public static void GenerateSequence()
{
    int j = 1;
    var sequence = new double[16];

    for (int count = 0; count < 16; count++)
    {
        j = j + count;
        int quotent = getValue(j, j + 1);
        int reminder = getValue(j + 2, j + 3);
        int length = getLength(reminder);
        double result = Convert.ToUInt32(quotent) * getLength(reminder) + reminder;
        sequence[count] = (result / length);
    }
    Console.WriteLine(string.Join(Environment.NewLine, sequence.Select(v => v.ToString())));
}
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Variable name j

Why j? Probably you could use something of these: number, value, current_value, current, pivot. Also, j = j + count is better written as j += count.

getValue

That's a poor name - it concatenates two numbers into one, not "gets value"; moreover, it does so only with consecutive numbers (arguments always differ by 1). Probably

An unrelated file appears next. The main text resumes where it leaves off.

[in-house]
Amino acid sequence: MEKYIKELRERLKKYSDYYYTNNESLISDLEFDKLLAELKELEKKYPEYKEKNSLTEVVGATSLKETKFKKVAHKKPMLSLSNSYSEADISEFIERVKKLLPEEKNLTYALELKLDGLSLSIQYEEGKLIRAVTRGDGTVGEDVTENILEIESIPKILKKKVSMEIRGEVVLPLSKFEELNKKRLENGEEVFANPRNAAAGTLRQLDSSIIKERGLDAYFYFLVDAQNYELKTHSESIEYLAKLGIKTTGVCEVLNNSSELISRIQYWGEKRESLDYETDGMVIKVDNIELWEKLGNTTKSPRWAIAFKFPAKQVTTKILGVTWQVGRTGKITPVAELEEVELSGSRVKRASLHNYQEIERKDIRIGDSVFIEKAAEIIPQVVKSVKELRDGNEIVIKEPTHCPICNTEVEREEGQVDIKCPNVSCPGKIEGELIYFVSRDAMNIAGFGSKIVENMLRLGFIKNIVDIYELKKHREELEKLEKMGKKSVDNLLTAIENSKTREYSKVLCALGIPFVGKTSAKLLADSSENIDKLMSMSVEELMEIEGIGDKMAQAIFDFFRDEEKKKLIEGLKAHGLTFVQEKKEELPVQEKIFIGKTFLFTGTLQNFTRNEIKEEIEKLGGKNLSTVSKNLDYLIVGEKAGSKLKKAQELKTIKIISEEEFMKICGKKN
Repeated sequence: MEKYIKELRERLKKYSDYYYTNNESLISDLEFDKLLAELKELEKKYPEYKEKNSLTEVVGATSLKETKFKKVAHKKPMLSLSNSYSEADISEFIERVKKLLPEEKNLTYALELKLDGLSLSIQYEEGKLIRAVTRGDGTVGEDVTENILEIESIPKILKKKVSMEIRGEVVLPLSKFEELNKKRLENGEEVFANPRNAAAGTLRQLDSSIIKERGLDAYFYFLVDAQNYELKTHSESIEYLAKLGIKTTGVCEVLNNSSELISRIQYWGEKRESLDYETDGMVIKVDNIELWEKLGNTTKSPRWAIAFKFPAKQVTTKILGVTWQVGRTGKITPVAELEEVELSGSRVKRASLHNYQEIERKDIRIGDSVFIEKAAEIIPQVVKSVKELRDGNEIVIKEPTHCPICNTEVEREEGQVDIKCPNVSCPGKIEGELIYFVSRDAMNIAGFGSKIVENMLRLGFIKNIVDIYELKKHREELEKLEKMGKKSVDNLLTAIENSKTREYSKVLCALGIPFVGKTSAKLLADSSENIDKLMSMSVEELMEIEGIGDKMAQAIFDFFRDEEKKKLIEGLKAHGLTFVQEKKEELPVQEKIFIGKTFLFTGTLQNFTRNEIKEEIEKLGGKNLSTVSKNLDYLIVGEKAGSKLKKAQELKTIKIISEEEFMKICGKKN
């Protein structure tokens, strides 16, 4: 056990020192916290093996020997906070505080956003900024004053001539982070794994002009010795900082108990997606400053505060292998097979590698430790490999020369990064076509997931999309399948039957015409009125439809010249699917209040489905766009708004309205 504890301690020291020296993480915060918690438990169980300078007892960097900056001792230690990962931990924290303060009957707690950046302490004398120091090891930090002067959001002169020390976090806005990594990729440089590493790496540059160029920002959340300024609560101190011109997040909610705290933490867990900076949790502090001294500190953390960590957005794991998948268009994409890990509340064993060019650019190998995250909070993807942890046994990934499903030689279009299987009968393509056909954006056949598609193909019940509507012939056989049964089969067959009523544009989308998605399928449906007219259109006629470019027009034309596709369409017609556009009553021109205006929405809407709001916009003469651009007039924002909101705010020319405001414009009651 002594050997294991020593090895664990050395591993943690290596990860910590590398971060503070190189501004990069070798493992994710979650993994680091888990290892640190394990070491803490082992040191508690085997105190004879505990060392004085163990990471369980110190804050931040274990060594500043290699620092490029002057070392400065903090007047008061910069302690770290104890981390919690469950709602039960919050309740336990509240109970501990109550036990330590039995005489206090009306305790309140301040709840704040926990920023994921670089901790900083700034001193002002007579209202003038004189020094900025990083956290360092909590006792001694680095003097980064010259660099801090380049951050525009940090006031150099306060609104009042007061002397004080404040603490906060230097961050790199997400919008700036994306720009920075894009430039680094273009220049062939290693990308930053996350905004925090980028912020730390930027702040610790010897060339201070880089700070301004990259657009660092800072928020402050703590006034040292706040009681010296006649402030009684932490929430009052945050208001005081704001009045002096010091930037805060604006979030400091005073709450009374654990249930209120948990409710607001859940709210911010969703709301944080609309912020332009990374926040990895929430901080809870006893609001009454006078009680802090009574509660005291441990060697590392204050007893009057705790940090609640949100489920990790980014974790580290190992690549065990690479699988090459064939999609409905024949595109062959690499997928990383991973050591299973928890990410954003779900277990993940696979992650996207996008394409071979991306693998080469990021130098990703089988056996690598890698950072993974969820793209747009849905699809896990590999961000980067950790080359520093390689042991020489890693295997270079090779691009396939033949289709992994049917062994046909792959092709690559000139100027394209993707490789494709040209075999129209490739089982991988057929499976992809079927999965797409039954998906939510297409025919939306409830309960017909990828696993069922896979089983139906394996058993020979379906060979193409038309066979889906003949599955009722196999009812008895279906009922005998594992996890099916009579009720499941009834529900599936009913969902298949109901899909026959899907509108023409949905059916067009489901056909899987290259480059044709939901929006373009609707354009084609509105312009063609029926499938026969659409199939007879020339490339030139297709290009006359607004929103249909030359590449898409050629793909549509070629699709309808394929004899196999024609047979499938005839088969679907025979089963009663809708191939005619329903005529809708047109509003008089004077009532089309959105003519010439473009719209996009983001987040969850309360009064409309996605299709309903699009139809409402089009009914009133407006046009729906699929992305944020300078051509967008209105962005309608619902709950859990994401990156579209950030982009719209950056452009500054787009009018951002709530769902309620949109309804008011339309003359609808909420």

int concatWithNext(int n)
{
    return n * getLength(n+1) + n + 1;
}

will do better.

"Magic" number 16

Why 16? That's the most obvious thing that can change. Make it an argument of GenerateSequence function. You can even make 16 the default value for that argument.

GenerateSequence should return a value, not output it

Usually, calculations and input/output should reside in different methods.

getLength(reminder) is calculated twice

You can reuse the result of first calculation

Convert.ToUInt32

Why? You want to raise an exception on an overflow? Better do it in getValue method.

Calculation formula

Probably it is better not to multiply and then divide, but divide at once to avoid overflow:

sequenceList.Add( Convert.ToDouble(quotent) + Convert.ToDouble(reminder)/Convert.ToDouble(length);

getLength

I think it should be Math.Log10 and Math.Pow or division by 10 and multiplication by 10, but not together. Division and multiplication are usually slightly faster, but you still need to benchmark it. And the name... it actually doesn't get the length, so it should be roundToPowerOfTen or something.